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Subkulture Gothic | DeathRock | Dark Wave | Post Punk

Stream: The Cure’s first American concert — newly discovered tape of Cherry Hill, NJ, 1980

By: Van Gosse  posted on June 6, 2012 (slicingupeyeballs.com)
The Cure's first-ever American concert, recorded by journalist Van Gosse, who recently re-discovered the tape — considered to be a previously unknown recording of the band's U.S. debut — and shared it online at www.vangosse.com.
*Subkulture do not own this article. 
 
 
In April 1980, The Cure embarked on its first American tour, playing six East Coast shows — including three in New York City — in support of sophomore album Seventeen Seconds. Journalist Van Gosse, dispatched by the now-defunct Melody Maker, tagged along to document the trek — not just in print; he recorded the band’s first-ever U.S. concert on April 10, 1980, at Emerald City in Cherry Hill, N.J.
 
As Cure fansite Chain of Flowers notes, this cassette recording — newly re-discovered by Gosse himself, and posted online — is a heretofore unknown recording of this historic concert.
 
Of the tape, Gosse writes:
 
“Way back, when I started writing about music (thanks to Davitt Sigerson), I interviewed lots of people and occasionally taped shows, so I could listen to them again.   So….in April 1980, Melody Maker gave me a big assignment to trail The Cure on their first US tour, and write about them.  Their publicist, Rhonda, took me to their US debut, at Emerald City in Cherry Hill, NJ, and I taped the attached.   Pretty great stuff!  They were releasing ‘A Forest,’ but still played all the original stuff, including ‘Killing an Arab’ as the encore.  The MM went on strike and my piece never ran, but it was a good time.  I remember what a hard case was Robert Smith, very determined, nothing sentimental or artsy about him. Below are my two pieces that did run, in the Voice and a short live review in the MM.  And the show itself, thanks to SFJ for compressing and cleaning up.”
 
Below, you can stream the two sides of Gosse’s cassette. Not surprisingly, the audio is not pristine, but, given its age and the era in which it was recorded, it sounds surprisingly good. Over at Gosse’s site, you can download the show itself (Warning: Some Chain of Flowers readers say it set off their antivirus software) and two articles Gosse wrote about later shows on the U.S. tour.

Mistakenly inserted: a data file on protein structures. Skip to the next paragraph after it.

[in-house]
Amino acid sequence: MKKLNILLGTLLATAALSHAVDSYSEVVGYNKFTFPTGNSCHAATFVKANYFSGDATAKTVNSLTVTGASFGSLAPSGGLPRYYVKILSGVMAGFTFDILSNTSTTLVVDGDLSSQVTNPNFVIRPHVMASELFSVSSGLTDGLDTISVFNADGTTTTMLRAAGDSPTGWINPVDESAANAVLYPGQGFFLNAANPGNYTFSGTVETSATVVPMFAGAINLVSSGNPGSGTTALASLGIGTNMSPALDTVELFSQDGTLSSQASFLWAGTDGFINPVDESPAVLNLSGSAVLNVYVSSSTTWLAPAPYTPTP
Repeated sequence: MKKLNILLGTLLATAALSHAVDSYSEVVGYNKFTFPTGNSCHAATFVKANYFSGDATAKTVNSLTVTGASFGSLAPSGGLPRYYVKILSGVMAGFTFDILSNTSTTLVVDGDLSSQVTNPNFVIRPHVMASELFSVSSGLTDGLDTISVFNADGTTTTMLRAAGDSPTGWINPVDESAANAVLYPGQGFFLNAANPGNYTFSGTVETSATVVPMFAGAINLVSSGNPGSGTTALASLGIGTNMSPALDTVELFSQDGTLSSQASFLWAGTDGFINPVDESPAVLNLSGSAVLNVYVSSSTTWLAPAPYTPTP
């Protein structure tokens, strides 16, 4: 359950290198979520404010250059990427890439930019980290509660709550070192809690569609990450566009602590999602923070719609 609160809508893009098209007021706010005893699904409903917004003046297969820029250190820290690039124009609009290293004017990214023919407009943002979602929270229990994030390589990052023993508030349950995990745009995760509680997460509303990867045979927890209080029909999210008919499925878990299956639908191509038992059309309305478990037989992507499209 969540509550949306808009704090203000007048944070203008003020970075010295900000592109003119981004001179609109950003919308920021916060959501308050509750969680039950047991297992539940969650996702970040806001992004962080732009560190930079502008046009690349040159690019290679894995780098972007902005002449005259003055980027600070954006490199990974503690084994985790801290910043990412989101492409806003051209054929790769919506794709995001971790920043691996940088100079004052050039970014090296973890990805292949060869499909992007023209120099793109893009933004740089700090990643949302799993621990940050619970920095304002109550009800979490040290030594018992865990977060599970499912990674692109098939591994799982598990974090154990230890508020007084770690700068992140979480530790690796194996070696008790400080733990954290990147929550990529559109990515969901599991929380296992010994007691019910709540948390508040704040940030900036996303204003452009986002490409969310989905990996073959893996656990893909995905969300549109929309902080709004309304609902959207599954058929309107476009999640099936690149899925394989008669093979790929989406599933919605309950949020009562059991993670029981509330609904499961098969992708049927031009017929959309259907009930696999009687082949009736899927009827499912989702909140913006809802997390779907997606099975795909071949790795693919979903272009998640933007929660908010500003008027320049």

Happy Birthday Siouxsie

 

 

Siouxsie performing in 1980
Background information
Birth name; Susan Janet Ballion
Born 27 May 1957 (age 55)
London, England
Genres: Post-punk, New Wave, gothic rock, alternative rock, punk rock
Occupations: Musician, songwriter, singer, producer
Instruments: Vocals, guitar, piano, bass, percussion
Years active: 1976–present
Labels: Polydor, Geffen, Sioux, W14
Associated acts Siouxsie and the Banshees, The Creatures

Darkness Visible: On World Goth Day, Photos of Romance and Shadow

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By Myles Little time.com

 

( Photo Gallery below)

Spring has finally sprung, and what better way to celebrate — on World Goth Day, no less — than with a bunch of haunting photos of graveyards, romantic ruins and landscapes laid waste by time?
 
Today’s distinctive, global Goth culture can trace its black-clad lineage back several hundred years, to a revolutionary series of literary works, from Mary Shelley’s Frankenstein in 1818 to Edgar Allan Poe’s bleak, evocative novels, stories and poems to, of course, Bram Stoker’s 1897 psycho-sexual horror masterpiece, Dracula.
 
In the middle part of the last century, England’s beloved Hammer Films kept the Goth spirit alive with a slew of dark, campy — and often critically panned — gems (The Curse of Frankenstein, The Mummy and more). In the Sixties, Goth received a slightly lighter treatment with the hit American TV series, The Addams Family, based on Charles Addams’ wry, gloomy New Yorker cartoons.
 
In the 1970s, the romance of Goth culture revived in a big way when British bands like Bauhaus, Siouxsie & the Banshees and, above all, The Cure slouched onto the scene, crafting lovely, somber albums that appealed to misanthropes and misunderstood teens everywhere. Bands like Depeche Mode, Marilyn Manson and The Knife have helped carry the movement into the present day. (If interested, check out The Guardian’s selection of its favorite goth tunes curated for last year’s World Goth Day.)